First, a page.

Comments

  • Christopher Blackwell
    Christopher Blackwell Thursday, 01 May 2014

    Out here in the desert I do remind people that out here the plants animals and rocks all bite. not to ention it is windy ad cloudy this morning and i doubt that any of my neighbors dring by are ready for the sight of me naked. Even barefoot is taking some chances as you mention shod feet are delicate feet. Back in 1991 they made a movie and used my shop. The alleged owner in the movie was hippylike and barefoot. This was not normal to them as the hopping run down my rock strewn driveway soon made apparent.

  • Ted Czukor
    Ted Czukor Friday, 02 May 2014

    Great advice, Nimue, and I love the humorous descriptions. On the subject of going barefoot, there is a doctor who believes that it may be the most important thing we can do for our health: http://www.filmsforaction.org/watch/grounded_a_groundbreaking_documentary_about_the_healing_power_of_the_earth/

    Christopher - Are you in the Phoenix area, by any chance?

  • Mike Denning
    Mike Denning Friday, 02 May 2014

    True to form, Beltane in Britain was a wet affair this year and as my ritual was in a field with cattle barefoot was not an option, compared to safety offered by steel toed wellington boots whilst leading my favourite bullock around my Bel-fire. Never mind twigs and stinging insects; a cow hoof with nearly a ton of beef on top of it can really ruin your day.

    Most people that I know of that practice sky-clad rituals ordinarily do so indoors for the reasons set out in the article above - though the Midsummer Solstice is more of an option when observing sunrise from an isolated rural locale.

    Anyway, thanks Nimue I read with interest.

  • Bee Smith
    Bee Smith Friday, 02 May 2014

    I am SO grateful you have said sensible things about the weather and nudity. Not only can it be cold in the British Isles in May, there are midges, ants and clag flies that are already eager to bite. Even indoors can be chilly! Saluting Bountious Bealtaine in a rainhoody!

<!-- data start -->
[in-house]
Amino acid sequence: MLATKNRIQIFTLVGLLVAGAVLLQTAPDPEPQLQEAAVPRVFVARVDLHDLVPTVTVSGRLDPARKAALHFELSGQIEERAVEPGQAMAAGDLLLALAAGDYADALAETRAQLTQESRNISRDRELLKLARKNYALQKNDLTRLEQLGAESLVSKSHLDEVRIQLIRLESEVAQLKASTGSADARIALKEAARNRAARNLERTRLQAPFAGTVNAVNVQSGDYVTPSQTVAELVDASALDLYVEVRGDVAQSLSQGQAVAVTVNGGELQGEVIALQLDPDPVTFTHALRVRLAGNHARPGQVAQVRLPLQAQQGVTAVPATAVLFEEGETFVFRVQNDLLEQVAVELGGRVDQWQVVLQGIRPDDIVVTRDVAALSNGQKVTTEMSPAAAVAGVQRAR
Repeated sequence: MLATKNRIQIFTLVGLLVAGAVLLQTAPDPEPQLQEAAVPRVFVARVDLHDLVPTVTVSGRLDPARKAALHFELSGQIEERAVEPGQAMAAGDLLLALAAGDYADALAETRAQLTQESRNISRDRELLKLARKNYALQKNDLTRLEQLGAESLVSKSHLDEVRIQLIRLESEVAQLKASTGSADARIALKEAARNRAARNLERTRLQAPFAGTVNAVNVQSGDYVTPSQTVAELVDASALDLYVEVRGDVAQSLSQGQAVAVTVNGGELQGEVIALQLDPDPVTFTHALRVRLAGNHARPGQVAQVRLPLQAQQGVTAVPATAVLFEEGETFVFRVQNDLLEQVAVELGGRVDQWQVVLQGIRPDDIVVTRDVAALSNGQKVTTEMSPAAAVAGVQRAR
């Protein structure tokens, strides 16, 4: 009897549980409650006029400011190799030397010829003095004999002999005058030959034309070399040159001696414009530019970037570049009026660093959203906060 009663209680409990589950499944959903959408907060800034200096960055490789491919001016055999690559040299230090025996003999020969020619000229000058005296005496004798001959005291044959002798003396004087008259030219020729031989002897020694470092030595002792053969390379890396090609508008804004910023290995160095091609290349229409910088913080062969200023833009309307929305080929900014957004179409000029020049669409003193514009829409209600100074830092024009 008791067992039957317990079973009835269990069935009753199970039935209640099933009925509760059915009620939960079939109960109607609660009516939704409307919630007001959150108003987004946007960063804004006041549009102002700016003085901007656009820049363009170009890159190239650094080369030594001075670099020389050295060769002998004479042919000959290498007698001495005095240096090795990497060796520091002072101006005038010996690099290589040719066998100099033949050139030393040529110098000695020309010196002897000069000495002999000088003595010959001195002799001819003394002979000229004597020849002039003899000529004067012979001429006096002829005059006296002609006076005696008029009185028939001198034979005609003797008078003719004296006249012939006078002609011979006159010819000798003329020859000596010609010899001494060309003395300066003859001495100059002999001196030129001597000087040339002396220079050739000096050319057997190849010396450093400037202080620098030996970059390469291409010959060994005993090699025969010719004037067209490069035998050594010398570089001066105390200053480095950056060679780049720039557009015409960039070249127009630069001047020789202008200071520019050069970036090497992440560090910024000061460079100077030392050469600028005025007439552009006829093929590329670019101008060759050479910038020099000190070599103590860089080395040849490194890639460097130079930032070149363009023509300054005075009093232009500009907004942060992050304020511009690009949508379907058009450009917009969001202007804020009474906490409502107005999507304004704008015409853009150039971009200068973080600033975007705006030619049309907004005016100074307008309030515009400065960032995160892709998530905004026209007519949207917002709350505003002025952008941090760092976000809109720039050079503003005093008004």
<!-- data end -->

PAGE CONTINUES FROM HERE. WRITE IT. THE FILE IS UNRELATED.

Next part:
• Carol P. Christ
    Carol P. Christ Friday, 02 May 2014

    If Gerald Gardner had not been a nudist, would nudism be part of contemporary paganism? I don't think we have to feel being nude is more real than wearing clothes. It seems that many people wore their best clothing, the work of women's hands, at festival times.

  • Sable Aradia
    Sable Aradia Friday, 02 May 2014

    I like to try to get naked for Beltane if I can. But I live in Canada, so often I can't. I also light my candles with a Bic. I believe in being a practical Pagan. Well thought out.

  • Travis Crockett
    Travis Crockett Saturday, 03 May 2014

    In Texas, the weather is typically warm enough for this, but the mesquite thorns and rattlesnakes make skyclad ritual a sort of "at your own risk" option. Its actually sort of funny (but pretty sensible) to see a skyclad ritual featuring heavy duty hiking boots.

  • Christopher Blackwell
    Christopher Blackwell Saturday, 03 May 2014

    Much like here in Southern New Mexico. [Grin]

  • Lizann Bassham
    Lizann Bassham Monday, 19 May 2014

    Thank you! Lovely and practical. I am one of those people who has gone barefoot enough to have "Hobbit soles" so I usually do most rituals barefoot, but happy not to have to worry about more of me than just my nose getting sunburned at Beltane.